A Cup of Tea for Mr Thorgill

  • Filename: a-cup-of-tea-for-mr-thorgill.
  • ISBN: 9781448201396
  • Release Date: 2011-10-28
  • Number of pages: 304
  • Author: Storm Jameson
  • Publisher: A&C Black



First published in 1957, this astonishing novel describes a seductive world in which the action of the story unfolds: cultivated, privileged, secure, the close-knit world of an Oxford college, epitomized by the Master and the Master's house, a haven of good taste, intelligence and aristocratic nonconformity. With one or two exceptions, its inhabitants would - if they were to thank God for anything - thank Him that they are not as other men. Yet these are not stonyhearted snobs; they have accepted an outsider - Nevil Rigden, product of a city slum. He is a friend to the great Thomas Paget, husband to Paget's sister, and he stands high in the Master's favour. Bemused by elegance, urbanity and intellect, we discover with shock and then with horror the web of abomination being spun, inexorably, fatally, within this charmed - and charming - circle. No one can read this story unshaken.

South Riding

  • Filename: south-riding.
  • ISBN: 9780748130504
  • Release Date: 2011-03-10
  • Number of pages: 544
  • Author: Winifred Holtby
  • Publisher: Hachette UK



When Sarah Burton returns to her hometown as headmistress she is full of ambition, determined to create a great school and to inspire her girls to take all they can from life. But in the aftermath of the First World War, the country is in depression and ideals are hard won. Lydia Holly, the scholarship girl from the shacks, is the most brilliant student Sarah has ever taught, but when her mother's health fails, her education must be sacrificed - there is nobody else to care for the children. Robert Carne of Maythorpe Hall stands for everything Sarah despises: his family has farmed the South Riding for generations, their position uncontested. Yet Sarah cannot help being drawn to this proud, haunted - and almost ruined - man. South Riding is a rich, panoramic novel, bringing vividly to life a rural community on the brink of change.

The White Crow

  • Filename: the-white-crow.
  • ISBN: 9781448201969
  • Release Date: 2011-10-28
  • Number of pages: 320
  • Author: Storm Jameson
  • Publisher: A&C Black



June 1890, Portugal. A child was born in somewhat curious circumstances. Until the age of sixteen, his life was a safe and happy one. At that point it changed suddenly, almost brutally. Handicapped by a physically freakish appearance, he not only survived but grew up to become a celebrated restaurateur. He had unusual talents: he had the help, in various crises, of persons as remarkable as himself, and he developed, half deliberately, half unconsciously, a method of defending himself from the peculiar difficulties of his life. The solid elegance and exceptionally admirable food he offered in his restaurant were real enough, the two people living in the basement were real, if in their different ways unusual, and his young Spanish wife in her flat above the restaurant was notably sane and delightful. In his own rooms, two small rooms on the roof of the house, he entertained undeniably real visitors-but of what order of reality? The time covered by the external action of this brilliantly composed novel runs from 1890 to 1942, years more full of vivid incident and violent social change than any in our history, and here recorded in a series of sharp-scenes.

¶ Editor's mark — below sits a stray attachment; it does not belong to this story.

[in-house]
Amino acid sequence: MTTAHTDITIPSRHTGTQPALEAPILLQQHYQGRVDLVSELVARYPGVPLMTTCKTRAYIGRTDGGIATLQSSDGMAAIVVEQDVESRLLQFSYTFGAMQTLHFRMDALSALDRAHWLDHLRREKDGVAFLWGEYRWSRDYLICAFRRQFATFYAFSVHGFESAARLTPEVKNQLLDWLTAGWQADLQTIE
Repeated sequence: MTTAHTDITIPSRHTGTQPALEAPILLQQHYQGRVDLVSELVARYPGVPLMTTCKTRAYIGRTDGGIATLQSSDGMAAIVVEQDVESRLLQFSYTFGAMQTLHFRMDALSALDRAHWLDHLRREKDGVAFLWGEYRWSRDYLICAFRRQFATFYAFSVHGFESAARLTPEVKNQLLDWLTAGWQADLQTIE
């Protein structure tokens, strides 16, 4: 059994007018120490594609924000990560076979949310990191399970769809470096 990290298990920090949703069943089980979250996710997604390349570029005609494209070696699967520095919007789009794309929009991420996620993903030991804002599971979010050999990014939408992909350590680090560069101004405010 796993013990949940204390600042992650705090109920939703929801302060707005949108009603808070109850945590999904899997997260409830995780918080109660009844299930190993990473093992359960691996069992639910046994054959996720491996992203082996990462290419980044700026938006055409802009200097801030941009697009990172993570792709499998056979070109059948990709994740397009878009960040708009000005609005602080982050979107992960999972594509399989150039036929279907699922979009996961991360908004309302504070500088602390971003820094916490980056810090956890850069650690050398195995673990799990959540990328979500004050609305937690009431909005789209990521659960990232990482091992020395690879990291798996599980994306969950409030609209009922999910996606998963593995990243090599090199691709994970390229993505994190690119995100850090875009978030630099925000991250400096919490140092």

The Road from the Monument

  • Filename: the-road-from-the-monument.
  • ISBN: 9781448202119
  • Release Date: 2011-09-28
  • Number of pages: 420
  • Author: Storm Jameson
  • Publisher: A&C Black



Storm Jameson's fine novel tells the story of two men, their beginnings, ambitions, wives, failures, successes. Gregory Mott is seen at first solely through the eyes of other people: the old man who taught him when he was a child; his aristocratic wife; his oldest friend, Lambert Corry; and Harriet Ellis, at one time his mistress and still his close friend. He is a religious man, a writer whose Anglican beliefs have had considerable influence. For the past ten years he has been a successful Director of the Rutley Institute of Arts. What man could be happier or more sercure? But suppose such a man makes an error, social or moral - and makes the further blunder of denying it? During a journey abroad this happens. Afterwards, in London, truth eats its way into his life through the defences of fear, vanity, self-deception, egoism. Friends, and his religious assurance itself, fail him, and step by step he is driven to look at himself in the clearest bearable light. The other man, Lambert Corry, makes no errors.And, though at one moment he runs some risk of recognising himself, his prudence and agility save him from this danger. Apart from the journey through France and the scene in a pilgrimage village in Switzerland, the action takes place in London, much of it in Mott's house on the north side of Hyde Park.The view from this house, seen at different times of day or night, at different seasons, forms the background for a novel which is both a social comedy and the account of one man's unwilling discovery of himself.

DMCA - Contact